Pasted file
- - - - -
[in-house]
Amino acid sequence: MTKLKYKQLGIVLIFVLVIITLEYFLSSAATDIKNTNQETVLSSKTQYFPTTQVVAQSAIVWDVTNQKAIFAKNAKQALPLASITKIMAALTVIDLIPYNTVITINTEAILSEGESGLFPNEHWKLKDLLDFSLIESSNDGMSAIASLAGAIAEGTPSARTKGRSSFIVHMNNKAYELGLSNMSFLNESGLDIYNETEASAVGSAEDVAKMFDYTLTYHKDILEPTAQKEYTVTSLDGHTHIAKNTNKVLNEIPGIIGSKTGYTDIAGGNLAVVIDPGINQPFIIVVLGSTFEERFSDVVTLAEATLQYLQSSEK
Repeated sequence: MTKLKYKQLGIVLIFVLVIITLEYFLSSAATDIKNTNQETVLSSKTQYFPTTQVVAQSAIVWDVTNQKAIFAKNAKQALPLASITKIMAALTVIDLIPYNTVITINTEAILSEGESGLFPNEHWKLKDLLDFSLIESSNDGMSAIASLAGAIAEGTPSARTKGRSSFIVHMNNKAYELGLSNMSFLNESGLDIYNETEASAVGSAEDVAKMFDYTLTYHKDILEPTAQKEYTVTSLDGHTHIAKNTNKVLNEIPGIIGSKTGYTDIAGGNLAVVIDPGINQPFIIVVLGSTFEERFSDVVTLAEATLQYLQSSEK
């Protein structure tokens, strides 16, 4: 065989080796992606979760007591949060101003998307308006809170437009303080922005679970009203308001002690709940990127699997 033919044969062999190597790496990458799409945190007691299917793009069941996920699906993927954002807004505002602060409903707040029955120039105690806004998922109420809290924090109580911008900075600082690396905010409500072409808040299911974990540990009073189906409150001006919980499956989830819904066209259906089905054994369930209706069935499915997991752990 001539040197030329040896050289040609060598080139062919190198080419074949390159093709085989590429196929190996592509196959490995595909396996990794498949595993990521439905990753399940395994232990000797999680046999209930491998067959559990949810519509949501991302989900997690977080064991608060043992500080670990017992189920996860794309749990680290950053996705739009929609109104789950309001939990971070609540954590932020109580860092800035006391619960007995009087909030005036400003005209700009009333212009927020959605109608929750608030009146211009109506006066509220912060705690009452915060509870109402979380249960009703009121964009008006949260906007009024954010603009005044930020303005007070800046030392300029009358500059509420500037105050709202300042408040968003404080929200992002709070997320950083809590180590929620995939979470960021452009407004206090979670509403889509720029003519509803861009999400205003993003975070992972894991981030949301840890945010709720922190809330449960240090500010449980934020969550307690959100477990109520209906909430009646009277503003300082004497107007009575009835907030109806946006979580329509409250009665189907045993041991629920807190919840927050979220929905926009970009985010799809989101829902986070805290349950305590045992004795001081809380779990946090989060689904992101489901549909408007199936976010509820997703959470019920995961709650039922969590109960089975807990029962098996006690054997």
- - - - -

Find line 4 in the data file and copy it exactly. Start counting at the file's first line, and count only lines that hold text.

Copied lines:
């Protein structure tokens, strides 16, 4: 065989080796992606979760007591949060101003998307308006809170437009303080922005679970009203308001002690709940990127699997 033919044969062999190597790496990458799409945190007691299917793009069941996920699906993927954002807004505002602060409903707040029955120039105690806004998922109420809290924090109580911008900075600082690396905010409500072409808040299911974990540990009073189906409150001006919980499956989830819904066209259906089905054994369930209706069935499915997991752990 001539040197030329040896050289040609060598080139062919190198080419074949390159093709085989590429196929190996592509196959490995595909396996990794498949595993990521439905990753399940395994232990000797999680046999209930491998067959559990949810519509949501991302989900997690977080064991608060043992500080670990017992189920996860794309749990680290950053996705739009929609109104789950309001939990971070609540954590932020109580860092800035006391619960007995009087909030005036400003005209700009009333212009927020959605109608929750608030009146211009109506006066509220912060705690009452915060509870109402979380249960009703009121964009008006949260906007009024954010603009005044930020303005007070800046030392300029009358500059509420500037105050709202300042408040968003404080929200992002709070997320950083809590180590929620995939979470960021452009407004206090979670509403889509720029003519509803861009999400205003993003975070992972894991981030949301840890945010709720922190809330449960240090500010449980934020969550307690959100477990109520209906909430009646009277503003300082004497107007009575009835907030109806946006979580329509409250009665189907045993041991629920807190919840927050979220929905926009970009985010799809989101829902986070805290349950305590045992004795001081809380779990946090989060689904992101489901549909408007199936976010509820997703959470019920995961709650039922969590109960089975807990029962098996006690054997």